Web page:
Other countries are just as unwelcoming. Rohingyas who try to land in Thailand are pushed back out to sea and many have died of starvation. Others are forcibly returned to Myanmar. The Thai Government recently granted six months' temporary stay to more than 1700 recent arrivals, temporarily reducing the need for further boat journeys. But the government claims it will push away future arrivals.

Around 25,000 Rohingyas are registered in Malaysia (more are unregistered) but are refused legal status and live in constant fear of arrest and deportation.

The UN Refugee Agency estimates 13,000 people left Myanmar and Bangladesh by boat last year, 500 of whom  are likely to have died at sea. This year alone, several thousand mostly Rohingyas have boarded boats in the Bay of Bengal, while 115,000 remain displaced by the violence in Myanmar. In December last year, UNHCR had raised only thirty per cent of the funds needed to care for the internally displaced in the first six months of 2013.

As members of a regional and global community, Australia, along with other countries in the region, must stop ignoring the suffering of Rohingya people and stop pretending the problem is someone else's to solve.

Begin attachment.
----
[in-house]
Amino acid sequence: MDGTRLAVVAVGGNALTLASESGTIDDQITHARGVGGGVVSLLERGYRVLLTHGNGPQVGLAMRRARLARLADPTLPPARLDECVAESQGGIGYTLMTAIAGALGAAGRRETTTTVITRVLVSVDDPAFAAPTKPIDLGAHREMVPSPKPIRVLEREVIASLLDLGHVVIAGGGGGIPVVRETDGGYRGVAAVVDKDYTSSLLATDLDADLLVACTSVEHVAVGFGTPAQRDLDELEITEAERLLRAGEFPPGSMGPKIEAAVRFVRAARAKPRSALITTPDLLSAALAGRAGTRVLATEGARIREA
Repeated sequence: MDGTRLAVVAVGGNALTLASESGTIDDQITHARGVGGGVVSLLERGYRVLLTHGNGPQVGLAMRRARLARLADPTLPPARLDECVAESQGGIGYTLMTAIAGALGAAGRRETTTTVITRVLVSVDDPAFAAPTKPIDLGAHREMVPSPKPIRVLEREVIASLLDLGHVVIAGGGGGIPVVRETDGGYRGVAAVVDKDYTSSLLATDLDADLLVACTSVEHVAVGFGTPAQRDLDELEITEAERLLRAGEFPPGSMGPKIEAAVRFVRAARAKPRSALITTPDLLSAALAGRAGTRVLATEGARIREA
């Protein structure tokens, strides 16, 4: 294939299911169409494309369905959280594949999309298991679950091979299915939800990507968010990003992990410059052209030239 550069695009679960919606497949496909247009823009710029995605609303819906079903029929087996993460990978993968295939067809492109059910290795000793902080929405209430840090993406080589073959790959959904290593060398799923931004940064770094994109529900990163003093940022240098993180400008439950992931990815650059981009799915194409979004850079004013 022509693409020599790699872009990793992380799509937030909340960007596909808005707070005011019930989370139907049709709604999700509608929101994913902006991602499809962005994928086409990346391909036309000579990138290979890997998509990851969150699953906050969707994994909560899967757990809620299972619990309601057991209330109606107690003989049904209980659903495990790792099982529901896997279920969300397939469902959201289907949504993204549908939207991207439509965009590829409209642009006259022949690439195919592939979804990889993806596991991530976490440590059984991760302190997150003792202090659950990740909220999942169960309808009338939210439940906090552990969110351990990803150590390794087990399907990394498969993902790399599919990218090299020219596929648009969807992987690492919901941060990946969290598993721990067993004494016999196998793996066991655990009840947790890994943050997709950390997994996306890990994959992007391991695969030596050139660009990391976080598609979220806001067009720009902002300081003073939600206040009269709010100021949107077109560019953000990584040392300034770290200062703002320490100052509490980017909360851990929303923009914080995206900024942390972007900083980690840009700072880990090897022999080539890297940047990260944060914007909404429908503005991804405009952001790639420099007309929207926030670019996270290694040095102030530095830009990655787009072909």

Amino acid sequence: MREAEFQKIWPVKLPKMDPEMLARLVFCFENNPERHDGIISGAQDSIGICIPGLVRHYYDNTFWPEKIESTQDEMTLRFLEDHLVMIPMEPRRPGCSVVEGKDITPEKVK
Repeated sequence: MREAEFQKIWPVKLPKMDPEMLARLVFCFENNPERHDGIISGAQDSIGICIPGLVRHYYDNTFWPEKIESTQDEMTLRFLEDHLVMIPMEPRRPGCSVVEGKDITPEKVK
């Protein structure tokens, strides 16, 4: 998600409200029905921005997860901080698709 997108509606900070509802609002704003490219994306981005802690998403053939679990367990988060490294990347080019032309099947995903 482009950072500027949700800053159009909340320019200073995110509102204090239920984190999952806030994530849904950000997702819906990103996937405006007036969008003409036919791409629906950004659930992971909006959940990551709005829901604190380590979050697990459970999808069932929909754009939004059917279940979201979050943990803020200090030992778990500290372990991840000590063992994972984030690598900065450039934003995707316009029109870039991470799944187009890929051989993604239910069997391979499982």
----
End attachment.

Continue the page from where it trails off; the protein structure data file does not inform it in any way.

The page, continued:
Rohingyas are one of the most persecuted and dehumanised minorities in the world and we must do more to ensure no asylum seeker in our region is denied access to a fair refugee determination process or to appropriate and safe living conditions. Temporary and long term solutions must be sought urgently for those in need.

Australia's new immigration minister, Brendan O'Connor, said last week that to address the problem of people using desperate measures to seek asylum, 'we need a regional approach involving countries of origin, transit and destination under the auspices of the Bali Process'. Julia Gillard has previously said her government believes 'the only way to respond to what is a regional problem is to develop regional solutions'.